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Solutions & sustainability - Apr 16

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Transition Towns in New Zealand

Jeff Neems, Waikato Times (NZ)
James Samuel says we should all be preparing for life in a world without cheap oil.
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James Samuel wants to see New Zealanders get off their couches, into their garden, and get some dirt under their fingernails.

Samuel is the national co-ordinator for Transition Towns, a movement pioneered in the UK in late 2006.

While Transition Towns essentially grew from the notion of permaculture an approach to designing human settlements, in particular the development of perennial agricultural systems that mimic the structure and interrelationship found in natural ecologies Samuel says its "main drivers" are peak oil and climate change.

... "In New Zealand, we are not short on land, and there's plenty of it to grow food on and if you want to build a little resilience into your life, grow some food in your backyard. And if you don't have your own backyard, find somebody who does."

... A Transition Towns group in Upper Hutt has listed suggested sustainable methods on the movement's New Zealand website (www.transitiontowns.org.nz): home gardens based on permaculture models, community gardens (there is already one in Hamilton East), keeping chickens, planting trees which produce fruit, improving cycleways (cars will be redundant when there is no oil), implementing home and farm water harvesting methods and aiming to produce zero waste.

... Samuel believes the Transition Towns movement is growing exponentially in New Zealand, and he sees himself as riding a wave of people who are realising it's a tool kit they can use.
(15 April 2008)


The real Good Life: An entire village turns against supermarkets and grows its own food

Luke Salkeld, Daily Mail (UK)
It was a sitcom that inspired many a household to live off the land.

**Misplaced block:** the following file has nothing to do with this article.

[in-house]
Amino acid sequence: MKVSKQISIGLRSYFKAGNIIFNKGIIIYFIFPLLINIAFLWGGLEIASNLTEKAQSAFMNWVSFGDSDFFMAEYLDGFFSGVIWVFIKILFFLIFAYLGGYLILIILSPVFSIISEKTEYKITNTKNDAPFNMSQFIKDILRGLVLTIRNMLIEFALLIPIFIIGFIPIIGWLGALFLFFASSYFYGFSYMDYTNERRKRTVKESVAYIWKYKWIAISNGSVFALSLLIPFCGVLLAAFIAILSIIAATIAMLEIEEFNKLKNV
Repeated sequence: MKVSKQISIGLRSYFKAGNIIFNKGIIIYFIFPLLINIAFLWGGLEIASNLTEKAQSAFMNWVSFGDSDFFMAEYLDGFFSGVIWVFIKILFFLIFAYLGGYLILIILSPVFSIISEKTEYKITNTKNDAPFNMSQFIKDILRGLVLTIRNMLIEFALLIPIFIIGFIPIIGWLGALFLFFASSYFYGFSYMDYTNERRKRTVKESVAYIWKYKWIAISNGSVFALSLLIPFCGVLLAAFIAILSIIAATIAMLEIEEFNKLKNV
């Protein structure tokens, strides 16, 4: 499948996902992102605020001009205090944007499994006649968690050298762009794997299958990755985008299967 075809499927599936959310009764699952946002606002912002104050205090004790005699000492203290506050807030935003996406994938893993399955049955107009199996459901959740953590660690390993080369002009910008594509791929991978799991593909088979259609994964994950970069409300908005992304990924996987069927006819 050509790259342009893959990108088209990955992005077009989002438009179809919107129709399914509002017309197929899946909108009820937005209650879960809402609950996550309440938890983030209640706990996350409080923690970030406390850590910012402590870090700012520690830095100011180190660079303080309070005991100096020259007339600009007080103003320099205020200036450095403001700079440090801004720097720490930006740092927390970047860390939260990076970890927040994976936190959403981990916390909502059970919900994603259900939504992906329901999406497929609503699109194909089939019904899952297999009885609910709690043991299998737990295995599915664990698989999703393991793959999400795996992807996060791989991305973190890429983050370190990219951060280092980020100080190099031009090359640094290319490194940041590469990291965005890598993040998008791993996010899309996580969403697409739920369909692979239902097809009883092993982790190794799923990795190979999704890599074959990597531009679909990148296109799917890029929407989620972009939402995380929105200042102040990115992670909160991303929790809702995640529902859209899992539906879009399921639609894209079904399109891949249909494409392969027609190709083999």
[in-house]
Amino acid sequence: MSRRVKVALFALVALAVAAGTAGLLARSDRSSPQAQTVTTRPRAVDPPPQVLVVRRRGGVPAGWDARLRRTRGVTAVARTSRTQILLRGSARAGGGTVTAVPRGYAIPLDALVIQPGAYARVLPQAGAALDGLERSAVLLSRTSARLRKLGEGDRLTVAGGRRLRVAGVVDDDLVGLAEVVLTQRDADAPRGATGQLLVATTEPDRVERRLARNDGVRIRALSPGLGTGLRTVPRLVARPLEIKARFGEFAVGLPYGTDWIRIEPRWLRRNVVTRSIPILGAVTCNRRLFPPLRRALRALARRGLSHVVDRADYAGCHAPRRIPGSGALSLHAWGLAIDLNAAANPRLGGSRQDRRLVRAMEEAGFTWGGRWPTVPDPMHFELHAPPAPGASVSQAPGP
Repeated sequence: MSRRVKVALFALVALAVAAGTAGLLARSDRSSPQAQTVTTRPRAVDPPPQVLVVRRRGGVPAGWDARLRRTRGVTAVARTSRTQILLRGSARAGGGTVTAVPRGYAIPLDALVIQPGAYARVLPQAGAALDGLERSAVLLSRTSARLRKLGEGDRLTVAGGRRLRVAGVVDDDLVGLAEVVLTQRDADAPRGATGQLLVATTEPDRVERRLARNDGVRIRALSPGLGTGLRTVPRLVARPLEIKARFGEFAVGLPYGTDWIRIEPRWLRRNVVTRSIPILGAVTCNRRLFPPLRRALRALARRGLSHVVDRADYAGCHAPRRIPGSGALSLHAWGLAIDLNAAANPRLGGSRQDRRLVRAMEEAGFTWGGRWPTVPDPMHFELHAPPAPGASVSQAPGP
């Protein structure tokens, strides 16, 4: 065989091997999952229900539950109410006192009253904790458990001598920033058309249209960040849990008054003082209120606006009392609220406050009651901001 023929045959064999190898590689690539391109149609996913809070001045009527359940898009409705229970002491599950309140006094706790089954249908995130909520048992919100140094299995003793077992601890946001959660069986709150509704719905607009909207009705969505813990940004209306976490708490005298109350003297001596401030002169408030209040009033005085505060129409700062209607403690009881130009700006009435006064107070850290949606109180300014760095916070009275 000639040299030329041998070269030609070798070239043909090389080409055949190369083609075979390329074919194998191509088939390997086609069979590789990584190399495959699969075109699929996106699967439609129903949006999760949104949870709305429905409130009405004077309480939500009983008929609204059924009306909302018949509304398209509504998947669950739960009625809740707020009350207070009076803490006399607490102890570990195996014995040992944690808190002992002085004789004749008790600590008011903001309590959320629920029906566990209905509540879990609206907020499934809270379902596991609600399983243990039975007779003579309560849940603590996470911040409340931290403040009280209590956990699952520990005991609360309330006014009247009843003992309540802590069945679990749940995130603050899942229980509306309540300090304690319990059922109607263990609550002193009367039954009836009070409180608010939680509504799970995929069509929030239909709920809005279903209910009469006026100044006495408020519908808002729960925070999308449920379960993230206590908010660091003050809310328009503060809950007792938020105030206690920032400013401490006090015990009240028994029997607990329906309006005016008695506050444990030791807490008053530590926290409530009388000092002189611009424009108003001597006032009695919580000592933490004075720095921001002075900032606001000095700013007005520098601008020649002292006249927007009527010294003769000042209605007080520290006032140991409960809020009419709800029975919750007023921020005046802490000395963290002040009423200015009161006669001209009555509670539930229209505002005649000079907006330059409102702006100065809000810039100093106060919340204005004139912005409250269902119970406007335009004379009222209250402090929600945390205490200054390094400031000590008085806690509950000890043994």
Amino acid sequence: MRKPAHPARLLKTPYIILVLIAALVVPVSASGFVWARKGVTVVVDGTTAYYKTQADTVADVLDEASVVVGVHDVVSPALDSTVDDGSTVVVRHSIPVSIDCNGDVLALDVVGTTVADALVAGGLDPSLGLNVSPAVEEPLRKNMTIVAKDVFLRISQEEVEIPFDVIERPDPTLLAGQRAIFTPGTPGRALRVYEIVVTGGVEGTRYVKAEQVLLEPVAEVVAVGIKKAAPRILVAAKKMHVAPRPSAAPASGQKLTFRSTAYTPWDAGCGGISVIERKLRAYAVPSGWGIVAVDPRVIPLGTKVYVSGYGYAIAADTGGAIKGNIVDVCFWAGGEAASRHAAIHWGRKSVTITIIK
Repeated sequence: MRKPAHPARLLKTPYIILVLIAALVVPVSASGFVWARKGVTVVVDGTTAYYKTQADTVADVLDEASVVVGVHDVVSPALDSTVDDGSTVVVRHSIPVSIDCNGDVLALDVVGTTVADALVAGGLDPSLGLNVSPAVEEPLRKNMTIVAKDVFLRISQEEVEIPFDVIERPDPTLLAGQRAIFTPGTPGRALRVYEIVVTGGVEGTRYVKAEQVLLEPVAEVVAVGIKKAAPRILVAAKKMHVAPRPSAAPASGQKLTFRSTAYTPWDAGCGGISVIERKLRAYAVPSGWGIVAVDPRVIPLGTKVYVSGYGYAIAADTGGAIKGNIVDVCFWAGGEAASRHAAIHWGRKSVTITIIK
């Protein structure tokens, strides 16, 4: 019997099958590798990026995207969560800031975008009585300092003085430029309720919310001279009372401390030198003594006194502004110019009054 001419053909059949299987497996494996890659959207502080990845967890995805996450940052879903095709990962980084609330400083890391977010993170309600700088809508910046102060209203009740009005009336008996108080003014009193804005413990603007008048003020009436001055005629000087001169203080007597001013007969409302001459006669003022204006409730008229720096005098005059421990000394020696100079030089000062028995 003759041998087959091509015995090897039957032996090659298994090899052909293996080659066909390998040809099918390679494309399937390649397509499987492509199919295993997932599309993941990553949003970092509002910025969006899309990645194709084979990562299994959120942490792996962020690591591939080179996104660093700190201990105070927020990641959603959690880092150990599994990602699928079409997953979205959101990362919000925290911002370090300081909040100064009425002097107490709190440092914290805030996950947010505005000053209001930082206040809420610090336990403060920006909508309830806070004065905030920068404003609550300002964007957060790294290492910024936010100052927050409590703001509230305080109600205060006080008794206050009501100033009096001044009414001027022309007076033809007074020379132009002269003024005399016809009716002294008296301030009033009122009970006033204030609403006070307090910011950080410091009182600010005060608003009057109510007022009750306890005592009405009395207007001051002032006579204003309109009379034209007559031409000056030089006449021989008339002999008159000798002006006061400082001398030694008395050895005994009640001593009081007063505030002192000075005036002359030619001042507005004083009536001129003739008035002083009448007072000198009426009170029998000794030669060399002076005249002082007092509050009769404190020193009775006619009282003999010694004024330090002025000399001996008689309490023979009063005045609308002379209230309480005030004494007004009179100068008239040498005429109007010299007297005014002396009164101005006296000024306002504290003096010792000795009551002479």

And although it might not attract the likes of Margo and Jerry to move to the area, an entire village is trying its hand at the Good Life.

In a bid to become less dependent on supermarkets, the residents of Martin are working together to become as self-sufficient as possible.

The Hampshire village is now home to hundreds of real life versions of the characters played by Felicity Kendall and Richard Briers, who lived off the land in the 1970s BBC comedy.

They work on a rota system and raise their own chickens and pigs and grow potatoes, garlic, onions, chillis and green vegetables on eight acres of rented land.
(14 April 2008)
Nice photos and more at original. Could some UK reader explain what is going on with the British newspapers? Some of the most green themed stories I've seen have been in the Telegraph, Times, and now the Daily Mail. I would have expected them in the Guardian or Independent, but in a tabloid?

Another good story from the Daily Mail: Why IS our food costing so much? -BA

UPDATE (Apr 16) Reader candy graciously enlightens us:
As a Limey, here's my take:

The Mail in particular is aimed at 'security-driven' people who want to be safe, do the decent thing, and not get ripped off. To the Mail's credit they did a major campaign against GM food on those grounds, and frankly we may owe it to them that the UK isn't swamped in the stuff, because their campaign reached beyond "the usual suspects" (i.e. people like me).

People in the UK are beginning to get concerned that supermarkets are ripping us off and "reducing choice" particularly for older people who can't always drive. The Mail has had for a long time a strong "consumer-rights" thread, and some consumer rights issues are also 'green' e.g. pesticide residues, other non-safety-tested substances in cleaning sprays etc (Mail readers like cleaning products, it's the "safety" thing again).

In short, I think a lot of "environmental" issues are now also being seen, by UK people, as threats to safety and security. It might be an Island thing: last bar one on the oil supply line, and threatened by sea level rise.


Author trades suburbia for ‘simple’ life

Chris Lydgate, Portland Tribune
With insight and wit, Doug Fine weans himself off fossil fuels
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... Of course, the shimmering daydream can easily veer into brutal, sunbaked nightmare, as author Doug Fine demonstrates in “Farewell, My Subaru,” an instructive, fascinating and often hilarious account of one man’s efforts to embark on a “hypocrisy reduction project” and get back to nature - in this case, the Sonoran Desert.

In 2005, at age 35, Fine, an itinerant journalist raised on the sheltered shores of suburban Long Island, packed his bags and moved to a remote ranch in the Mimbres Valley of southern New Mexico.

His goal was deceptively simple: to throw off the shackles of the carbon lifestyle while still enjoying the conveniences of modern America. To that end, he resolved to trade in his beloved Subaru for a biodiesel Ford truck, run his ranch on solar power and grow his own food - without forsaking essential goods such as Wi-Fi, subwoofers and toilet paper.

“In writing this book, I didn’t just want to preach to the converted,” Fine said in a recent interview with Sustainable Life. “I wanted to reach folks who care about the environment, but who also drive minivans and aren’t ready to give up their creature comforts. I wanted to show them that if this guy can do it, anyone can.”
(15 April 2008)

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